I'm dreaming of a tight Christmas

2009-12-15 00:00

ON account of the unrelenting global recession this year, the usual fizz, bang and pop of the festive season have been downgraded to a less enthusiastic hiss, wheeze and fizzle. At least it has at our house, and with the escalating cost of living and ongoing retrenchments, I suspect we’ll not be fizzling alone.

This being the case, plans are afoot to tighten our belts, hopefully without cutting off our circulation completely — ’tis the season to be jolly after all.

Our friends, most of whom are in the same leaky boat, have been treated to recycled Christmas cards where appropriate little pictures of carolling church mice have been stuck over “Love from Aunty Agnes” and “Wishing you a peaceful 1993”. Although this may seem Scrooge-like, it’s better than sending a quick SMS or an e-mail, which don’t have quite the same festive appeal as cards stuck on the mantelpiece.

In the spirit of goodwill, we’ve also agreed to dispense with the annual exchange of sweets and treats, which, because I have no willpower, means I won’t be contending with loose fillings or tight jeans in the new year.

But while I’m all for pulling in my horns and reducing my chocolate intake, there are certain things that not even the prospect of a jam sandwich for Christmas lunch could induce me to do.

My parents, who were young children during World War 2, are no strangers to the concept of a tight Christmas, but hearing how folk in those days fattened their own chickens in the back yard to roast for Christmas dinner, makes becoming a vegetarian all the more appealing.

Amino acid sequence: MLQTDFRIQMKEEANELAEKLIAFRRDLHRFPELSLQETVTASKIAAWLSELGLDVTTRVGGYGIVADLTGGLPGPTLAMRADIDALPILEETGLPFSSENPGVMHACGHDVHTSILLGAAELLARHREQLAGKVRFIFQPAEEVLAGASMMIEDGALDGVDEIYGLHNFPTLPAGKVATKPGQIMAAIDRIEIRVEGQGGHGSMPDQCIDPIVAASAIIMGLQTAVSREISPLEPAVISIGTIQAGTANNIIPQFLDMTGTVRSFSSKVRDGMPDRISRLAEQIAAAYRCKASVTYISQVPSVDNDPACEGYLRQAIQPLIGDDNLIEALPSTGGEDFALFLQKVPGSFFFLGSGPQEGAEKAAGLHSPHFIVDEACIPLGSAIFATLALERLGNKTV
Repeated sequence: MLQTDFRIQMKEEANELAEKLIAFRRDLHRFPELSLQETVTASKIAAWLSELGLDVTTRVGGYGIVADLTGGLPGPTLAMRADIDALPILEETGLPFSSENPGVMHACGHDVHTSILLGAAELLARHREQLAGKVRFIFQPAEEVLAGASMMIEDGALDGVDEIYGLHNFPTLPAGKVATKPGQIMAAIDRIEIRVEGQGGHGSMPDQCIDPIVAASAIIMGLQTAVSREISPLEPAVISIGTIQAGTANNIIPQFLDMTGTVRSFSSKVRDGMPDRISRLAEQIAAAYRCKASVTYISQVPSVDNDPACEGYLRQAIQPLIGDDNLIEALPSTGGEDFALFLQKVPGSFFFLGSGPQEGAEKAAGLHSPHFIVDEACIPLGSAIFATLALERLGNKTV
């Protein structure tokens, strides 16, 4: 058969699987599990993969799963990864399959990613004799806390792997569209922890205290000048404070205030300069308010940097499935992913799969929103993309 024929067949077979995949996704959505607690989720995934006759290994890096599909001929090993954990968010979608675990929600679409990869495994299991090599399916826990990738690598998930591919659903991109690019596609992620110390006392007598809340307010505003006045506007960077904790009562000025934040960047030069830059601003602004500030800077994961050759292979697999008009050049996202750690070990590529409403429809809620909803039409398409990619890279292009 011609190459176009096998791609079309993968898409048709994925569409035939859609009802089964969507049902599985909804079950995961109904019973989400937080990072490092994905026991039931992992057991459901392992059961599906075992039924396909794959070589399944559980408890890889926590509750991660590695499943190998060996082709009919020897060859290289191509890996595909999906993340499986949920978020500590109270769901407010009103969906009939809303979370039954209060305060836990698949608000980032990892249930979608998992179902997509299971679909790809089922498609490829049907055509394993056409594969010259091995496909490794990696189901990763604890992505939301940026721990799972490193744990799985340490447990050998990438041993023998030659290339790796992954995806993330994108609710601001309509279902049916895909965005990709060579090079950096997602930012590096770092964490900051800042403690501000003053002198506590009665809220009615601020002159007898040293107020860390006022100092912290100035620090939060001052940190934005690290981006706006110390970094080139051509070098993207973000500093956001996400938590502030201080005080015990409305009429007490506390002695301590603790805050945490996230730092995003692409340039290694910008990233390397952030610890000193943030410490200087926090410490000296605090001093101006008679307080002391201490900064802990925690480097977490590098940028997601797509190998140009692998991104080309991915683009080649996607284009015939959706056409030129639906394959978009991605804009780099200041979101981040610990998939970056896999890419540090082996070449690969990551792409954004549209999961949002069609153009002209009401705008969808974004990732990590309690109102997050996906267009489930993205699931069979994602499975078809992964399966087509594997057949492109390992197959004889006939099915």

Personally, I prefer things featherless and frozen from the supermarket. And although the Cornish hen, which has replaced our customary ostrich-sized turkey, has all the juicy plumpness of an anorexic budgie despite its lemon butter glaze and strategically placed onion, it hasn’t been named Henny or Penny and didn’t spend the past six months clucking around our garden.

On the other hand, some things can never be substituted, but sadly, given the big price of a little tipple, our Yuletide pudding and merry mince pies are the epitome of sobriety, so no raucous chorus of We wish you a Merry Christmas is likely to follow this year’s bowl of brandyless pudding and custard.

Last year, in a fit of economic creativity, I attempted to make my own crackers out of loo rolls and crêpe paper. I even bought the snaps to go inside them. Unfortunately, by the time I’d poked all the little goodies into the roll and discovered that sticky tape doesn’t stick to crepe paper, I’d expended most of the snaps and forgotten what was in each cracker, resulting in my dad getting a bottle of pink nail varnish.

This being the extent of my artistic capabilities, unlike my grandparents who had to make do during the war, it’s a good thing I’m not required to crochet anybody a string vest or make tablecloths out of old flour sacks. Of course, this is not to say there isn’t a place for homemade gifts.

“My mum loved all the mud- pie ashtrays I made for her as a child,” said my husband complacently when I questioned him on the subject. That she never actually smoked was immaterial because, after all, it’s the thought that counts. I’m sure my own mother was equally enthralled with the necklaces I so lovingly crafted, using tubes of paint-splodged macaroni and a piece of string.

So this festive season, with things a tad tight around the belt, if your usual thigh-high stocking has shrunk to a dinky little ankle sock, your cracker has lost its snap and your bubbly its fizz, remember things could be a whole lot worse;

your name could be Henny or Penny …

• Heidi Steyn is a freelance writer who lives in Pietermaritzburg.

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